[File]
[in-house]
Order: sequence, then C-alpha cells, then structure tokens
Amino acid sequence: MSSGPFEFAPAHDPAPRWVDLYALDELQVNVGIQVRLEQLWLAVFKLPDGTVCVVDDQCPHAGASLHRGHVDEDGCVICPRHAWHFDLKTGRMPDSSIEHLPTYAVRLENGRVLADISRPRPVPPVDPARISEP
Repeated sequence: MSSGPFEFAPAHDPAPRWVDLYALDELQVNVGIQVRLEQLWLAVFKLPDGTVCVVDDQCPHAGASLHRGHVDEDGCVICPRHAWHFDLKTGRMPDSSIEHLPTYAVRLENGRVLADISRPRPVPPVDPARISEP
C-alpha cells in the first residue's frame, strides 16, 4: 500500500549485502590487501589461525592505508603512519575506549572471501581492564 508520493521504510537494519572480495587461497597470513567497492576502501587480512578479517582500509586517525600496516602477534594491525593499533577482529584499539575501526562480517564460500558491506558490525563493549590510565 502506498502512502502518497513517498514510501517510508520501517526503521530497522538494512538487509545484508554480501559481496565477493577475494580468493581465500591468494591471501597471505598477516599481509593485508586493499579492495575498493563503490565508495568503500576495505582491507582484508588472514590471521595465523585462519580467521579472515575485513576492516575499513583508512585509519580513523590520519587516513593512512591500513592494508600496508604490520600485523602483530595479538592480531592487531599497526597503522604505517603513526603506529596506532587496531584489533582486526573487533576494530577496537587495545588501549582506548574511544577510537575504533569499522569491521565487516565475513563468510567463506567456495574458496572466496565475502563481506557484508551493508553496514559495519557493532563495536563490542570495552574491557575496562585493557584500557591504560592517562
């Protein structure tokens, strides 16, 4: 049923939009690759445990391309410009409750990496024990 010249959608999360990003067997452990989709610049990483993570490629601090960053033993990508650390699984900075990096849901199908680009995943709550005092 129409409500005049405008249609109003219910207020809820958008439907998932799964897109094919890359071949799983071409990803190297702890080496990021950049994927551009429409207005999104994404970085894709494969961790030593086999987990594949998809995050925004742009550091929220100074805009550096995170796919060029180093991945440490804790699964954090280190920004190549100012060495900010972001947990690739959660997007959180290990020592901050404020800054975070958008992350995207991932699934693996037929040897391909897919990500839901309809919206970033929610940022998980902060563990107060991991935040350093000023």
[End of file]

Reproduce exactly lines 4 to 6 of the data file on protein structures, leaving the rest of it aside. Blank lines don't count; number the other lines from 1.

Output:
Repeated sequence: MSSGPFEFAPAHDPAPRWVDLYALDELQVNVGIQVRLEQLWLAVFKLPDGTVCVVDDQCPHAGASLHRGHVDEDGCVICPRHAWHFDLKTGRMPDSSIEHLPTYAVRLENGRVLADISRPRPVPPVDPARISEP
C-alpha cells in the first residue's frame, strides 16, 4: 500500500549485502590487501589461525592505508603512519575506549572471501581492564 508520493521504510537494519572480495587461497597470513567497492576502501587480512578479517582500509586517525600496516602477534594491525593499533577482529584499539575501526562480517564460500558491506558490525563493549590510565 502506498502512502502518497513517498514510501517510508520501517526503521530497522538494512538487509545484508554480501559481496565477493577475494580468493581465500591468494591471501597471505598477516599481509593485508586493499579492495575498493563503490565508495568503500576495505582491507582484508588472514590471521595465523585462519580467521579472515575485513576492516575499513583508512585509519580513523590520519587516513593512512591500513592494508600496508604490520600485523602483530595479538592480531592487531599497526597503522604505517603513526603506529596506532587496531584489533582486526573487533576494530577496537587495545588501549582506548574511544577510537575504533569499522569491521565487516565475513563468510567463506567456495574458496572466496565475502563481506557484508551493508553496514559495519557493532563495536563490542570495552574491557575496562585493557584500557591504560592517562
């Protein structure tokens, strides 16, 4: 049923939009690759445990391309410009409750990496024990 010249959608999360990003067997452990989709610049990483993570490629601090960053033993990508650390699984900075990096849901199908680009995943709550005092 129409409500005049405008249609109003219910207020809820958008439907998932799964897109094919890359071949799983071409990803190297702890080496990021950049994927551009429409207005999104994404970085894709494969961790030593086999987990594949998809995050925004742009550091929220100074805009550096995170796919060029180093991945440490804790699964954090280190920004190549100012060495900010972001947990690739959660997007959180290990020592901050404020800054975070958008992350995207991932699934693996037929040897391909897919990500839901309809919206970033929610940022998980902060563990107060991991935040350093000023």